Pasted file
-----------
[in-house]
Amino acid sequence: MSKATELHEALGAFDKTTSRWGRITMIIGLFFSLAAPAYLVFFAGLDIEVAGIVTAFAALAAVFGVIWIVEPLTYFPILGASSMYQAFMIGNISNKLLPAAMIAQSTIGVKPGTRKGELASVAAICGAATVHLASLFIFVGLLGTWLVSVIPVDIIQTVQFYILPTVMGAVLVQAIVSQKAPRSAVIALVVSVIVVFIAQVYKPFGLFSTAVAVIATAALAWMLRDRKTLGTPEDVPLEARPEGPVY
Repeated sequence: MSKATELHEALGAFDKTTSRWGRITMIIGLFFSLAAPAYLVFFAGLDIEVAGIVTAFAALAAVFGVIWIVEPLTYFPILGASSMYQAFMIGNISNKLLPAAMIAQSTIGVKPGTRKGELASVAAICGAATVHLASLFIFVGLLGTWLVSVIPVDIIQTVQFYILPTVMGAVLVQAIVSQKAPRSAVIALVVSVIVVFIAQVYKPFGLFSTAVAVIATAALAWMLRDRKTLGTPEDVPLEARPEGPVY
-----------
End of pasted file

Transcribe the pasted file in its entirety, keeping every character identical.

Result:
[in-house]
Amino acid sequence: MSKATELHEALGAFDKTTSRWGRITMIIGLFFSLAAPAYLVFFAGLDIEVAGIVTAFAALAAVFGVIWIVEPLTYFPILGASSMYQAFMIGNISNKLLPAAMIAQSTIGVKPGTRKGELASVAAICGAATVHLASLFIFVGLLGTWLVSVIPVDIIQTVQFYILPTVMGAVLVQAIVSQKAPRSAVIALVVSVIVVFIAQVYKPFGLFSTAVAVIATAALAWMLRDRKTLGTPEDVPLEARPEGPVY
Repeated sequence: MSKATELHEALGAFDKTTSRWGRITMIIGLFFSLAAPAYLVFFAGLDIEVAGIVTAFAALAAVFGVIWIVEPLTYFPILGASSMYQAFMIGNISNKLLPAAMIAQSTIGVKPGTRKGELASVAAICGAATVHLASLFIFVGLLGTWLVSVIPVDIIQTVQFYILPTVMGAVLVQAIVSQKAPRSAVIALVVSVIVVFIAQVYKPFGLFSTAVAVIATAALAWMLRDRKTLGTPEDVPLEARPEGPVY